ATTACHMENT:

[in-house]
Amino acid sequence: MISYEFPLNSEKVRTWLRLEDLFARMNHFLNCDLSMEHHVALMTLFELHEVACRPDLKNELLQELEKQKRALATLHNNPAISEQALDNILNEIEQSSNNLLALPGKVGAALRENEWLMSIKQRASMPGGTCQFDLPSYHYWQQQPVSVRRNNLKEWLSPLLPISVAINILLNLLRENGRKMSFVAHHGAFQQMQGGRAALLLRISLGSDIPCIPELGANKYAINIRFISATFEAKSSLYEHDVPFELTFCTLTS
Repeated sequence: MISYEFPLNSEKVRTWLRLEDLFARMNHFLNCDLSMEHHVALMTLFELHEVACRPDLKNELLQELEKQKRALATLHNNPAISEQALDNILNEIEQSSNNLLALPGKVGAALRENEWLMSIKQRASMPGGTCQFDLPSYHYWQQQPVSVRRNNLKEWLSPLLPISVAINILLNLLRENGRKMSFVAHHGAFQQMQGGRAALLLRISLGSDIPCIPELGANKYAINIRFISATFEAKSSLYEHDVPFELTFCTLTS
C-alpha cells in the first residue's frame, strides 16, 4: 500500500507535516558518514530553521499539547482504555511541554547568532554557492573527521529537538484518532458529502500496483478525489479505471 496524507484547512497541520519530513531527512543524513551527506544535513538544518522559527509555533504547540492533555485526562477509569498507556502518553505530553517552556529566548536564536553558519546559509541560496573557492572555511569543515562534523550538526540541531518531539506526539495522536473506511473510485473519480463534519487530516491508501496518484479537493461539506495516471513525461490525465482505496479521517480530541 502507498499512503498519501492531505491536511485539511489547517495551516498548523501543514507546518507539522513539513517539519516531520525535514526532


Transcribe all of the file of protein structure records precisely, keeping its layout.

[in-house]
Amino acid sequence: MISYEFPLNSEKVRTWLRLEDLFARMNHFLNCDLSMEHHVALMTLFELHEVACRPDLKNELLQELEKQKRALATLHNNPAISEQALDNILNEIEQSSNNLLALPGKVGAALRENEWLMSIKQRASMPGGTCQFDLPSYHYWQQQPVSVRRNNLKEWLSPLLPISVAINILLNLLRENGRKMSFVAHHGAFQQMQGGRAALLLRISLGSDIPCIPELGANKYAINIRFISATFEAKSSLYEHDVPFELTFCTLTS
Repeated sequence: MISYEFPLNSEKVRTWLRLEDLFARMNHFLNCDLSMEHHVALMTLFELHEVACRPDLKNELLQELEKQKRALATLHNNPAISEQALDNILNEIEQSSNNLLALPGKVGAALRENEWLMSIKQRASMPGGTCQFDLPSYHYWQQQPVSVRRNNLKEWLSPLLPISVAINILLNLLRENGRKMSFVAHHGAFQQMQGGRAALLLRISLGSDIPCIPELGANKYAINIRFISATFEAKSSLYEHDVPFELTFCTLTS
C-alpha cells in the first residue's frame, strides 16, 4: 500500500507535516558518514530553521499539547482504555511541554547568532554557492573527521529537538484518532458529502500496483478525489479505471 496524507484547512497541520519530513531527512543524513551527506544535513538544518522559527509555533504547540492533555485526562477509569498507556502518553505530553517552556529566548536564536553558519546559509541560496573557492572555511569543515562534523550538526540541531518531539506526539495522536473506511473510485473519480463534519487530516491508501496518484479537493461539506495516471513525461490525465482505496479521517480530541 502507498499512503498519501492531505491536511485539511489547517495551516498548523501543514507546518507539522513539513517539519516531520525535514526532